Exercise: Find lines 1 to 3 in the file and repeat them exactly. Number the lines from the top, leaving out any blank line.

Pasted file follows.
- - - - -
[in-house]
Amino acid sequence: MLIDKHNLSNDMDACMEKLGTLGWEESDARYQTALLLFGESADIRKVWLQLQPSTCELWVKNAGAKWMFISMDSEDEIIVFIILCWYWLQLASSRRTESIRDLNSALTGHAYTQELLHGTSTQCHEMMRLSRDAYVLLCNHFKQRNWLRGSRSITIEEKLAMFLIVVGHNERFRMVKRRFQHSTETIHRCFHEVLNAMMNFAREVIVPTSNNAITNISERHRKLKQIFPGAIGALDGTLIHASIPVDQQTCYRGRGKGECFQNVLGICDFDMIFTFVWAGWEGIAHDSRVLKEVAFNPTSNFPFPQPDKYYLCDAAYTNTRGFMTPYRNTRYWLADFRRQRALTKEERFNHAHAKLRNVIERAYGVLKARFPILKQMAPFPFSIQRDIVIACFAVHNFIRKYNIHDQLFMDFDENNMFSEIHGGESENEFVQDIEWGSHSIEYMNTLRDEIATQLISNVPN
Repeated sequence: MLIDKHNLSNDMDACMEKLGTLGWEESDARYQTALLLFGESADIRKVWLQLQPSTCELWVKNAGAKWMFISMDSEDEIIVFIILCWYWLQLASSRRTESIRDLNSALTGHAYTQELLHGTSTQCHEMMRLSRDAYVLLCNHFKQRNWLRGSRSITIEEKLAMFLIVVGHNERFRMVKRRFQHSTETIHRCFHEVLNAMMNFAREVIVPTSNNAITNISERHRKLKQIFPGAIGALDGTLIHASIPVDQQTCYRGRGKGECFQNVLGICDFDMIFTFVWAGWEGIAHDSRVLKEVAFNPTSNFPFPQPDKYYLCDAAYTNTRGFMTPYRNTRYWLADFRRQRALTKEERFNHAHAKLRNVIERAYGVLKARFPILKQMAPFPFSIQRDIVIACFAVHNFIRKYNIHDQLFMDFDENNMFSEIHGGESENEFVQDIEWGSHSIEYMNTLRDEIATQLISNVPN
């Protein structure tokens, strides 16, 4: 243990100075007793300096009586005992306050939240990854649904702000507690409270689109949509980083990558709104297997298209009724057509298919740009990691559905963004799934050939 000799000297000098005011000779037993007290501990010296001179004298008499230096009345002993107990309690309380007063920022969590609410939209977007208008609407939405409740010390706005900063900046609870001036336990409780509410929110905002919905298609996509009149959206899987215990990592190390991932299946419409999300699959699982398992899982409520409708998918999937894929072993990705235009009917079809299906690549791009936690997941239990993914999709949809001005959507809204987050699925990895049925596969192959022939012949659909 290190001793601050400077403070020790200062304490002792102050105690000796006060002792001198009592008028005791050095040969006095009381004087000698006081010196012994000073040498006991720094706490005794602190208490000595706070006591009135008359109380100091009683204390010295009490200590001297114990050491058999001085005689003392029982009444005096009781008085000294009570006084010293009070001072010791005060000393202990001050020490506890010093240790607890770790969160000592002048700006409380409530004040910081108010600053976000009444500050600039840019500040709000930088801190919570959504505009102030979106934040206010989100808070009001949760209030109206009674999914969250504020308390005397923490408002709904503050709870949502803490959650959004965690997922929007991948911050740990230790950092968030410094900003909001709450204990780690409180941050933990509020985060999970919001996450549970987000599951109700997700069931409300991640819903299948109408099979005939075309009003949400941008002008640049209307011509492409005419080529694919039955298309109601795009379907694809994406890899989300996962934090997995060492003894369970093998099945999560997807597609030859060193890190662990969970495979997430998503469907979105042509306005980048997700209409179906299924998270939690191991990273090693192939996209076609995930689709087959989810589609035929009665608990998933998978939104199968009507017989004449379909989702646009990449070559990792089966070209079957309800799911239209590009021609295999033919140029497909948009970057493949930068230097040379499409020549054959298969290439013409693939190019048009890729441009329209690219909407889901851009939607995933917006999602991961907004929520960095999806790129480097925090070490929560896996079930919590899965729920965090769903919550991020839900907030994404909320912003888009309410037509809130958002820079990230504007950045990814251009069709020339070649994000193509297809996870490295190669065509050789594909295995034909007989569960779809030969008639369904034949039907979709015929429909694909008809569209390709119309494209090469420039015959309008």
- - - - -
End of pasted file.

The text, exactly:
[in-house]
Amino acid sequence: MLIDKHNLSNDMDACMEKLGTLGWEESDARYQTALLLFGESADIRKVWLQLQPSTCELWVKNAGAKWMFISMDSEDEIIVFIILCWYWLQLASSRRTESIRDLNSALTGHAYTQELLHGTSTQCHEMMRLSRDAYVLLCNHFKQRNWLRGSRSITIEEKLAMFLIVVGHNERFRMVKRRFQHSTETIHRCFHEVLNAMMNFAREVIVPTSNNAITNISERHRKLKQIFPGAIGALDGTLIHASIPVDQQTCYRGRGKGECFQNVLGICDFDMIFTFVWAGWEGIAHDSRVLKEVAFNPTSNFPFPQPDKYYLCDAAYTNTRGFMTPYRNTRYWLADFRRQRALTKEERFNHAHAKLRNVIERAYGVLKARFPILKQMAPFPFSIQRDIVIACFAVHNFIRKYNIHDQLFMDFDENNMFSEIHGGESENEFVQDIEWGSHSIEYMNTLRDEIATQLISNVPN
Repeated sequence: MLIDKHNLSNDMDACMEKLGTLGWEESDARYQTALLLFGESADIRKVWLQLQPSTCELWVKNAGAKWMFISMDSEDEIIVFIILCWYWLQLASSRRTESIRDLNSALTGHAYTQELLHGTSTQCHEMMRLSRDAYVLLCNHFKQRNWLRGSRSITIEEKLAMFLIVVGHNERFRMVKRRFQHSTETIHRCFHEVLNAMMNFAREVIVPTSNNAITNISERHRKLKQIFPGAIGALDGTLIHASIPVDQQTCYRGRGKGECFQNVLGICDFDMIFTFVWAGWEGIAHDSRVLKEVAFNPTSNFPFPQPDKYYLCDAAYTNTRGFMTPYRNTRYWLADFRRQRALTKEERFNHAHAKLRNVIERAYGVLKARFPILKQMAPFPFSIQRDIVIACFAVHNFIRKYNIHDQLFMDFDENNMFSEIHGGESENEFVQDIEWGSHSIEYMNTLRDEIATQLISNVPN